Iran's conservative parliament has fast-tracked a bill which would give it a veto over foreign investment.
President Khatami's economic plans have been blocked
The legislation - which would apply to holdings of more than 49% and would be backdated to 20 March 2004 - is now set to come up for a vote on Tuesday.
Its language singles out airports and telecoms deals for special attention.
The government of President Mohammad Khatami, which backs increased foreign investment, said it could do little to block the move.
"The government frankly opposes the bill, but it is obliged to implement any law passed by parliament," Abdollah Ramezanzadeh, the cabinet secretary, told AFP.
"The proposed bill would paralyse the foreign policy apparatus and those economic apparatuses with dealings abroad."
The bill's progress comes just four months after an Austrian-Turkish consortium was ejected from the airport it had been contracted to build and run.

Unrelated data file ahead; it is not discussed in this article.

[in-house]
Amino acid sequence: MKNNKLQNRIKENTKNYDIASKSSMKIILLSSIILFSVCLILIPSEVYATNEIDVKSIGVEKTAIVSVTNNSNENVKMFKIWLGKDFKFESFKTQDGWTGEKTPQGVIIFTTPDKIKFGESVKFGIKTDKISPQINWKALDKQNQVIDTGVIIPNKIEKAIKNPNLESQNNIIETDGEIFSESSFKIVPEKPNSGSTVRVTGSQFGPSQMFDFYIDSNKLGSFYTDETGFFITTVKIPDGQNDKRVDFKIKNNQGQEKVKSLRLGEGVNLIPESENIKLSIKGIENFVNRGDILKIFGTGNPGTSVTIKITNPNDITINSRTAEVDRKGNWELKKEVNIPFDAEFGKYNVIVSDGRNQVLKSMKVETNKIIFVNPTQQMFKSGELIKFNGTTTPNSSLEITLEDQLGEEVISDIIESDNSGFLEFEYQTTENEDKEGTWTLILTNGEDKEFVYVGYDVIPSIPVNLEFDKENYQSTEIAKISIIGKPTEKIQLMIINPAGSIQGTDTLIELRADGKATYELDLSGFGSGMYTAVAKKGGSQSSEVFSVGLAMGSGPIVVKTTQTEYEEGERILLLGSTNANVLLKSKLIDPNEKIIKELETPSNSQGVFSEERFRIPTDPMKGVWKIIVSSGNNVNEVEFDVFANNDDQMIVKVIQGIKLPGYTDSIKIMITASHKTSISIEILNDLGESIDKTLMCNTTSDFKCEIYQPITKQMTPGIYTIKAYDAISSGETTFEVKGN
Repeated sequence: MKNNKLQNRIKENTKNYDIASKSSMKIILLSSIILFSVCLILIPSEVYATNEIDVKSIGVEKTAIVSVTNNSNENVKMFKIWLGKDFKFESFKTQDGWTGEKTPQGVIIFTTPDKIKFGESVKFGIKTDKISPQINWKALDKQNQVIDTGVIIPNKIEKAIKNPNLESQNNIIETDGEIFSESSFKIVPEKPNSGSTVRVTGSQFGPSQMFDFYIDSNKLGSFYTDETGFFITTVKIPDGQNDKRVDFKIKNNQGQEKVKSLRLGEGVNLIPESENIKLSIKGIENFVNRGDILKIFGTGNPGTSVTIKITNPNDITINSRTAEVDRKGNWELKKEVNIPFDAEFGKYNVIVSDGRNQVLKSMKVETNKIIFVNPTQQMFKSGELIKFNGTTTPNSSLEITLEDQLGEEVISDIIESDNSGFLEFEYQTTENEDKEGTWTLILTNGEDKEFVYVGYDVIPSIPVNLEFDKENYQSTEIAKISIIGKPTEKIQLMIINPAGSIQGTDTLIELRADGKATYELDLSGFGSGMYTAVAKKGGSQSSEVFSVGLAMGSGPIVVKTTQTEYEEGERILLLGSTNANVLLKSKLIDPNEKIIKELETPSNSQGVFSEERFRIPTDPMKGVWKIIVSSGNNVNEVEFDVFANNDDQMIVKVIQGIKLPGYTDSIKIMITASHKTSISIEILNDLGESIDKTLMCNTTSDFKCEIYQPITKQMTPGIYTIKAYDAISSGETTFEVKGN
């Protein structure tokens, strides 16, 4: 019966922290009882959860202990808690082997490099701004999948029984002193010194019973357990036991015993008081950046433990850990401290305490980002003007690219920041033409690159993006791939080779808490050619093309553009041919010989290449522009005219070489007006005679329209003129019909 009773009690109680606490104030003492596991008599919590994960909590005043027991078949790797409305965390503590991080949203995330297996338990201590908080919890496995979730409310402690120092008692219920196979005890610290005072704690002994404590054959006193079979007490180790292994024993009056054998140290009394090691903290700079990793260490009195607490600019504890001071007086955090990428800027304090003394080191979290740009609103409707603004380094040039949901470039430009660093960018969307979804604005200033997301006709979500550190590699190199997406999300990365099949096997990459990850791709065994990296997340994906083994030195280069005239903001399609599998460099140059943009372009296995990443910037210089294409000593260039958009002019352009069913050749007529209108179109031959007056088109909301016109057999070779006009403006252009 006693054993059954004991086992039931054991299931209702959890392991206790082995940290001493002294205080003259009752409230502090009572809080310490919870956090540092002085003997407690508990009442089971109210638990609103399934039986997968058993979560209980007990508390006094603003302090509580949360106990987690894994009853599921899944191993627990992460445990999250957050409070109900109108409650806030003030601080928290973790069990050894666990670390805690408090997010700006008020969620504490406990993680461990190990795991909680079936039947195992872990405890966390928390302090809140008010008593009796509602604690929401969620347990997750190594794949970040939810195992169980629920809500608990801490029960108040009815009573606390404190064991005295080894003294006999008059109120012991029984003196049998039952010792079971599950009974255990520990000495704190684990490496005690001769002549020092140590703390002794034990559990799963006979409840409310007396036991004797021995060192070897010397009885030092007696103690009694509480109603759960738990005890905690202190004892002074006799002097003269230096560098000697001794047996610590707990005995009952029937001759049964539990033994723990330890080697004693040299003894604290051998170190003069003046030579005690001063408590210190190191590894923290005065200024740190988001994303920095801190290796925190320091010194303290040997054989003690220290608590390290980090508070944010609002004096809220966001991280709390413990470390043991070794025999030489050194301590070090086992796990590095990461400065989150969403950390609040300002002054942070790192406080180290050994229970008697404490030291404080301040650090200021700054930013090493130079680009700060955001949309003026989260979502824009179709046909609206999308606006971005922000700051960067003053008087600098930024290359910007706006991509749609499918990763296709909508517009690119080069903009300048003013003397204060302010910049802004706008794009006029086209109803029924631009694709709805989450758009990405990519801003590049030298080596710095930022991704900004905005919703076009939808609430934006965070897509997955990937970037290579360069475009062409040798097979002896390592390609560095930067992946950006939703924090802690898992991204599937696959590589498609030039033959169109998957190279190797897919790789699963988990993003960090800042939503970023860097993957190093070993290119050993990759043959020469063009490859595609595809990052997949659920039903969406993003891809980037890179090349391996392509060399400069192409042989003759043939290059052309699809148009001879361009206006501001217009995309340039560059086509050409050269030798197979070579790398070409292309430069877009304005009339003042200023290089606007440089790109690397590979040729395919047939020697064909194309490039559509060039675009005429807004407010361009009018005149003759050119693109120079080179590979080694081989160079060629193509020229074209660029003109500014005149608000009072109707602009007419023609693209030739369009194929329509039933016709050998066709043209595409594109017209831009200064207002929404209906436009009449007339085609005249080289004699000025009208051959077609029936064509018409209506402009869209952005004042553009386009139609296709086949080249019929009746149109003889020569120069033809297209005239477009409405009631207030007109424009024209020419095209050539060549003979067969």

Tepe-Akfen-Vie (TAV) had spent $15m (£8.4m) on Tehran's Imam Khomeini Airport before Revolutionary Guards shut it down in May, saying that TAV's business with Israel made its presence a security risk.
The guards have occupied the premises ever since.
Turkcell, Turkey's biggest mobile operator, has been awarded a contract to build a second GSM phone network in Iran with the assistance of Sweden's Ericsson, but has yet to sign the $3bn deal.
Turkcell, too, is accused by hardliners in parliament of having business links to Israel.
The bill represents the latest twist in the ongoing power struggle between the parliament, dominated by conservatives since February elections, and the more reform-minded government of President Khatami.
It is currently reviewing a five-year economic plan presented by President Khatami, who has been in office since 1997.
The plan, the original version of which called for privatisation - particularly of banks - and outside investment, had been thrown out by the Guardian Council, a religious legislative watchdog.
The Council had blocked much of the legislation put forward by the previous parliament, a majority of whose members had backed President Khatami.
The argument over investment meant that talks with the Turkish prime minister, Recep Tayyip Erdogan, in late July ended without the signing of the investment deals which had been intended as the centrepiece of the visit.